Br(others) only : Rashid Johnson, class, and the fraternal orders of Afrofuturism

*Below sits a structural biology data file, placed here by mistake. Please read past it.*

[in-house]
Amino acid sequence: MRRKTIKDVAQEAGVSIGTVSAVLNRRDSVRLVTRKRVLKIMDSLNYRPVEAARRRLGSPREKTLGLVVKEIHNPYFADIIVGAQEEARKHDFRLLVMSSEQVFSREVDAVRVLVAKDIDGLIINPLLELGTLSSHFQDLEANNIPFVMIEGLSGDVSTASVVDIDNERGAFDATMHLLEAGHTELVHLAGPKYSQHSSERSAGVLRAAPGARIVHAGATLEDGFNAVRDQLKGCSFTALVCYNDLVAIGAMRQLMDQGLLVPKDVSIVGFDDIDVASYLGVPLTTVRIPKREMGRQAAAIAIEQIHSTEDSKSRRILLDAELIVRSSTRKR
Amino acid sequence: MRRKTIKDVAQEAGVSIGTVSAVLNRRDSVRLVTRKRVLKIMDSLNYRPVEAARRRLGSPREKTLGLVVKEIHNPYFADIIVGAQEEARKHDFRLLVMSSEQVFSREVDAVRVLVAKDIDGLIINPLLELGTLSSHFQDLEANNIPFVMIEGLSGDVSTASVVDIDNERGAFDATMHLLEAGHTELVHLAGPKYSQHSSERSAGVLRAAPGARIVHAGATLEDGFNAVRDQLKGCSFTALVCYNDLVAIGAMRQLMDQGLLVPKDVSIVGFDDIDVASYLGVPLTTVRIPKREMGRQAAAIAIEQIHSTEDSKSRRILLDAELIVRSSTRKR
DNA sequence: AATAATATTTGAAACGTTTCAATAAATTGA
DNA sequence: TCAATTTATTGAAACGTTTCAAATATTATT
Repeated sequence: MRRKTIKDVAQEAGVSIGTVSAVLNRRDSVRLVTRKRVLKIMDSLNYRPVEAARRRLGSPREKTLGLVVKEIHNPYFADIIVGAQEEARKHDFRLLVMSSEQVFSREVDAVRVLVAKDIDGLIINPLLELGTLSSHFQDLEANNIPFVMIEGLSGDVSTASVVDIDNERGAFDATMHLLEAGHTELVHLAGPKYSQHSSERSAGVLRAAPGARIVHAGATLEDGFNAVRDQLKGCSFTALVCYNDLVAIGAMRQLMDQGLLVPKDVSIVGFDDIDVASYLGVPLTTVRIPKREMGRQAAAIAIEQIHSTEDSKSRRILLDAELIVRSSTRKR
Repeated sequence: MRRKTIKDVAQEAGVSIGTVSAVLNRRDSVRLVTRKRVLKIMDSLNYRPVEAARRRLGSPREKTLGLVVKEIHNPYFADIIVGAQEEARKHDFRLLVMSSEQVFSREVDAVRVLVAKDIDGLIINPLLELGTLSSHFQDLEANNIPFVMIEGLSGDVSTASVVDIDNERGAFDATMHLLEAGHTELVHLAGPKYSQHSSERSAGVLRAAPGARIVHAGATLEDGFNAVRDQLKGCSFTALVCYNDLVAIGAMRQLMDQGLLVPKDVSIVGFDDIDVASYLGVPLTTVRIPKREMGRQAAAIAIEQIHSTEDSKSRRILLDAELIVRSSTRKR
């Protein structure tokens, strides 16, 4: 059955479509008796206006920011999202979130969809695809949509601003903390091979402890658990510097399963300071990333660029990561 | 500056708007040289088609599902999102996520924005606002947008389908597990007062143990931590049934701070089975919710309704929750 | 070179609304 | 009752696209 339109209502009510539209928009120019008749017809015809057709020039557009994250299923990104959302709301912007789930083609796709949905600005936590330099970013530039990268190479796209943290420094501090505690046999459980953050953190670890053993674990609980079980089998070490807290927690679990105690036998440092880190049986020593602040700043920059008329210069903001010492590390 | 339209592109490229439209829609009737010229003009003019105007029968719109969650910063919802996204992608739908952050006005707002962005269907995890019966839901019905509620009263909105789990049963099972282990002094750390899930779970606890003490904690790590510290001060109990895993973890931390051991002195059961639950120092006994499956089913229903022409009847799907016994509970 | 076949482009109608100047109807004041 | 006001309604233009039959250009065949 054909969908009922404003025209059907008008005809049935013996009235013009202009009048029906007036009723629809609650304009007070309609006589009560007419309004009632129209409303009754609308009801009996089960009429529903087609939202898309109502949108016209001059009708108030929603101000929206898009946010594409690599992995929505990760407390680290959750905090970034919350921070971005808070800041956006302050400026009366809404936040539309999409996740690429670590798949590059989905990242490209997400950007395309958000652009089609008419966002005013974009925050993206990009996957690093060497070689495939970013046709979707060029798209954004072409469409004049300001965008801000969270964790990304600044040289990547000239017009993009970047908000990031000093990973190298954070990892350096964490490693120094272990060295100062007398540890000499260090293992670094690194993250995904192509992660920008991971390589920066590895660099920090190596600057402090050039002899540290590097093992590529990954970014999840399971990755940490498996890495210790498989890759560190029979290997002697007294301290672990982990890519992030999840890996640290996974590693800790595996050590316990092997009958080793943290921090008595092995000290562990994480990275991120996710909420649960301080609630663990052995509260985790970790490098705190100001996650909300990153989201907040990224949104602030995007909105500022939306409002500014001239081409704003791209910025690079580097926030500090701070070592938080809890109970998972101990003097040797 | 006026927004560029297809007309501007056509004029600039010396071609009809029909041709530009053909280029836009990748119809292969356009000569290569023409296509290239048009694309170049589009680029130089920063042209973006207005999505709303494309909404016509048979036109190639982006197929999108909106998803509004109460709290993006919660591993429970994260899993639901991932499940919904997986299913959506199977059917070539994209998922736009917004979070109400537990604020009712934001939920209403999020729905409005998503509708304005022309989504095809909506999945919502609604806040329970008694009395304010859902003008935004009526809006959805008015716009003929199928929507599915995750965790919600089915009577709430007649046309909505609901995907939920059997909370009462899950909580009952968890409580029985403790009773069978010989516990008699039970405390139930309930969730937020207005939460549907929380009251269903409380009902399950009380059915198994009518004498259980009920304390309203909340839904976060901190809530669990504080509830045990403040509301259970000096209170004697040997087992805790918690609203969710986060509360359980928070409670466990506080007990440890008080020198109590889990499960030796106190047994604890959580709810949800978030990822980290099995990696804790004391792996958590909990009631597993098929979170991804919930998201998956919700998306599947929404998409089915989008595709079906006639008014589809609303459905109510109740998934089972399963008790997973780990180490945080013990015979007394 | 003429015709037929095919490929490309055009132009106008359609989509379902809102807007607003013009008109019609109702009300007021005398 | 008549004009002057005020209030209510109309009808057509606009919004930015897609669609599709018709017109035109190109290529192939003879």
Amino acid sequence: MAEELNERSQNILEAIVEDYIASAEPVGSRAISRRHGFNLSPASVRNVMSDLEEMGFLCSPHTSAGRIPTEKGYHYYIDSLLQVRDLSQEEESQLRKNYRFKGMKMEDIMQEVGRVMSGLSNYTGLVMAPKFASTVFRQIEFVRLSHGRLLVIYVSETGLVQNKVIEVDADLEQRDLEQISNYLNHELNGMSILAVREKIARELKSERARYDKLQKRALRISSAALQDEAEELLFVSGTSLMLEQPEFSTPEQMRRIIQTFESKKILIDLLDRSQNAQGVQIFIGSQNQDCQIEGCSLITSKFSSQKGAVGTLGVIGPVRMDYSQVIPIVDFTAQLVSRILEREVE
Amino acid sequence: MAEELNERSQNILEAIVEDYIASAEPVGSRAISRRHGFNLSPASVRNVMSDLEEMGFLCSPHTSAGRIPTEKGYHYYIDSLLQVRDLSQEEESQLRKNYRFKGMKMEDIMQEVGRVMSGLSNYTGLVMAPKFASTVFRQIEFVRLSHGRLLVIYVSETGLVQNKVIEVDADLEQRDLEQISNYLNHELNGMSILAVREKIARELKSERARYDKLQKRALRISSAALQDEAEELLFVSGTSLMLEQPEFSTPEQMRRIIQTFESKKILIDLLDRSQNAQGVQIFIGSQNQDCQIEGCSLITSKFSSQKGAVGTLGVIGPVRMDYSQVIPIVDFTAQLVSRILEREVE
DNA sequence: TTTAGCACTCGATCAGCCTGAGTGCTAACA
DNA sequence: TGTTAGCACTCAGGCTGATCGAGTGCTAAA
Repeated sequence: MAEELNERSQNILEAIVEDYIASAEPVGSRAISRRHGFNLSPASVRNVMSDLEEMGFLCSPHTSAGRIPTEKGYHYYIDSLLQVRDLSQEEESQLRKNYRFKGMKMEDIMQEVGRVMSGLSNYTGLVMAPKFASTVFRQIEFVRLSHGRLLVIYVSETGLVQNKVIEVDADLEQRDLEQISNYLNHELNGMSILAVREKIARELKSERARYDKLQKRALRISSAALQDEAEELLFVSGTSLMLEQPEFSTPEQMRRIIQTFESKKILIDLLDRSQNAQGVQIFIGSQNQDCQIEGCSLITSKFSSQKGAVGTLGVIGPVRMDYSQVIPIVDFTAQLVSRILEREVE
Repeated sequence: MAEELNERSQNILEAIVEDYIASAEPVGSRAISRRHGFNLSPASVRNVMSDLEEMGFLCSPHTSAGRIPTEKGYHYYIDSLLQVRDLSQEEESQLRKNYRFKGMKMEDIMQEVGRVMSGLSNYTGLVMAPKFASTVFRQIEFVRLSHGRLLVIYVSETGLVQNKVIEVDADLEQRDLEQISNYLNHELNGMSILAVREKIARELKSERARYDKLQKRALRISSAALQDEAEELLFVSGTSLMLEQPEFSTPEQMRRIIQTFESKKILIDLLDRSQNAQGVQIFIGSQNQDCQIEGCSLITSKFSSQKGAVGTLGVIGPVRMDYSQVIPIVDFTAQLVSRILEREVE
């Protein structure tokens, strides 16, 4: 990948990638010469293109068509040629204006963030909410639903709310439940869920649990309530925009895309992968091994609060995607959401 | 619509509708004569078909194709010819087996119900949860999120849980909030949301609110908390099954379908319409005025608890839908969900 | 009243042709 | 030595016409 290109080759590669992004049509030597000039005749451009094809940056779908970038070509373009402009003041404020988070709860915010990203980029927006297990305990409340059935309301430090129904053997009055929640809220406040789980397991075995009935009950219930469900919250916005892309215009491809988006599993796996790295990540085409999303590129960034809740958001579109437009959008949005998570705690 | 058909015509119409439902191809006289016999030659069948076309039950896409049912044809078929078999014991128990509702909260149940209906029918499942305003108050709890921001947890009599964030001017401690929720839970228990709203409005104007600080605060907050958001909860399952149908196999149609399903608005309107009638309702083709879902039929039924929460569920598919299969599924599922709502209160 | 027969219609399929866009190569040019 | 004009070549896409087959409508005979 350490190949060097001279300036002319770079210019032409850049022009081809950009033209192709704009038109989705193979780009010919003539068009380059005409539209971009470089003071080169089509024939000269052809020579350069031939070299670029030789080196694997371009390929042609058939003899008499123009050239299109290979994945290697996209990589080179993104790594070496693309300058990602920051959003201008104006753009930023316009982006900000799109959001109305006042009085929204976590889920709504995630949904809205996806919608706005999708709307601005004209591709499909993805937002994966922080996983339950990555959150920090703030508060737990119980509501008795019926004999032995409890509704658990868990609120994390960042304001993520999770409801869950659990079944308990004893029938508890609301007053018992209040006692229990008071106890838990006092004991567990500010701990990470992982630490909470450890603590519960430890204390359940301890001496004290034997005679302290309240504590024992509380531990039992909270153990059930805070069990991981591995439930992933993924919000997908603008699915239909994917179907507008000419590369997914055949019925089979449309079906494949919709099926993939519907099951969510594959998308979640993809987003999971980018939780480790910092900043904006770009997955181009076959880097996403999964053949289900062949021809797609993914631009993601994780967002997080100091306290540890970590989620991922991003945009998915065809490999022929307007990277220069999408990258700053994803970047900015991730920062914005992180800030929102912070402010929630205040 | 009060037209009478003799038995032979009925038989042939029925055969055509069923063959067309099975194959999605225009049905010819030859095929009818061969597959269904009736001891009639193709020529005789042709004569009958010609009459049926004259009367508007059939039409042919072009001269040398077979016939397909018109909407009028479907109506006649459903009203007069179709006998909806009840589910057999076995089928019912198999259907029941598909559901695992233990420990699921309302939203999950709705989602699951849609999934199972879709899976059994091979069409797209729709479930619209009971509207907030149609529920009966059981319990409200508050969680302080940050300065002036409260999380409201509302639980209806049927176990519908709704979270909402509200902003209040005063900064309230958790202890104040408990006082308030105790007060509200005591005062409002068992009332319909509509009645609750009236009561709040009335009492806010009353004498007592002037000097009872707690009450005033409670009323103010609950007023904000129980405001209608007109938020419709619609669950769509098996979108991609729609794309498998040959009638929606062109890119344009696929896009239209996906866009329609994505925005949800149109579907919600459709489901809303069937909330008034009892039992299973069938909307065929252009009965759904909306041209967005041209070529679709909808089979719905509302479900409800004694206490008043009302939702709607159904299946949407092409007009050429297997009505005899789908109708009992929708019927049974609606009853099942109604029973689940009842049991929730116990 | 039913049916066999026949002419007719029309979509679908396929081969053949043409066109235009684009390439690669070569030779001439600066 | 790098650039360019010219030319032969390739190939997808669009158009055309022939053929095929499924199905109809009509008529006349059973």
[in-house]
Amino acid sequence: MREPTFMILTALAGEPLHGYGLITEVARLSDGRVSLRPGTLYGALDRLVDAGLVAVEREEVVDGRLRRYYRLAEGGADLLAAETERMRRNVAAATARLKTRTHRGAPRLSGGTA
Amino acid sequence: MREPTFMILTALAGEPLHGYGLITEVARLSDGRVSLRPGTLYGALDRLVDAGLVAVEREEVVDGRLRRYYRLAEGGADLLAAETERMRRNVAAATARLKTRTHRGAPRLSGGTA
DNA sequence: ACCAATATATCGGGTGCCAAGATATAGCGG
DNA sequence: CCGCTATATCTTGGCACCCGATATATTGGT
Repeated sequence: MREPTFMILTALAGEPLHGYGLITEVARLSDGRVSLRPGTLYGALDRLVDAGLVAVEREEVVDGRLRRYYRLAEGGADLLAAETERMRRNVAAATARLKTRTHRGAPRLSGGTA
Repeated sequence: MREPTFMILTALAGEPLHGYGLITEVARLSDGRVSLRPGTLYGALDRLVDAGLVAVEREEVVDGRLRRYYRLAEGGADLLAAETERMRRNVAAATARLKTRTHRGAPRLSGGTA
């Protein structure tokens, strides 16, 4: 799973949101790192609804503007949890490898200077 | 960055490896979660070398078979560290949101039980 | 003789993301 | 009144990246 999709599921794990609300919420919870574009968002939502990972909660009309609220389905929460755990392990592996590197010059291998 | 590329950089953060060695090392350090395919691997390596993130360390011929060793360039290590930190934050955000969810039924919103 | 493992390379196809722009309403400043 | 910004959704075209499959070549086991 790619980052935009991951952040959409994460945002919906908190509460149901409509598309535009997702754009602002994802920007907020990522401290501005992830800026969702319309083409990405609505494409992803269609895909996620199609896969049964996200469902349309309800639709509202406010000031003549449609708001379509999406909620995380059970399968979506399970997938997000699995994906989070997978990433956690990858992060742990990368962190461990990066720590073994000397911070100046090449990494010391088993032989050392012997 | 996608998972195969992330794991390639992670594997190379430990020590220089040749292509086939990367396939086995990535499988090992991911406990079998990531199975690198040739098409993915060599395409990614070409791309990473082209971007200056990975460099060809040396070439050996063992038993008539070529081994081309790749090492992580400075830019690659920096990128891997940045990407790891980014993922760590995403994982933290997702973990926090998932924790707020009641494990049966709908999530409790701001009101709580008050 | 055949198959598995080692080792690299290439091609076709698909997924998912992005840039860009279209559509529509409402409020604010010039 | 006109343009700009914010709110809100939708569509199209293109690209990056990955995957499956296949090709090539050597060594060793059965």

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Br(others) Only conceptualizes the wall sculptures of Rashid Johnson as free-standing “altars” that play with different and sometimes divergent brands of black masculinity and classed homosociality. Primarily, I analyze three of Johnson’s sculptures from the late 2000s: I Who Have Nothing (2008); I’m Still in Love with You (2008); and Souls of Black Folk (2010). I argue that, by invoking the history of black renaissance men, gentlemen scholars, and entertainers, Johnson’s work plays with various kinds of black masculinity and homosociality that simultaneously straddle the past and future. By doing so, his art not only enacts a racialized temporality, but it also chips away at monolithic notions of black masculinity by fabricating contradictory amalgams of race, class, and gender. For my analysis of Johnson’s artworks, I utilize Cassandra Jackson’s Violence, Visual Culture, and the Black Male Body (2010) as the chief framework for conceptualizing the waxy coats of Johnson’s sculptures as wounded bodies in an effort to “flesh out” the vulnerability of black men. Theorizing the putrescent surfaces of Johnson’s sculptures as violable bodies allows me to consider the ruptures between seemingly impenetrable black masculinity and the always-present vulnerability of the black male body to violence.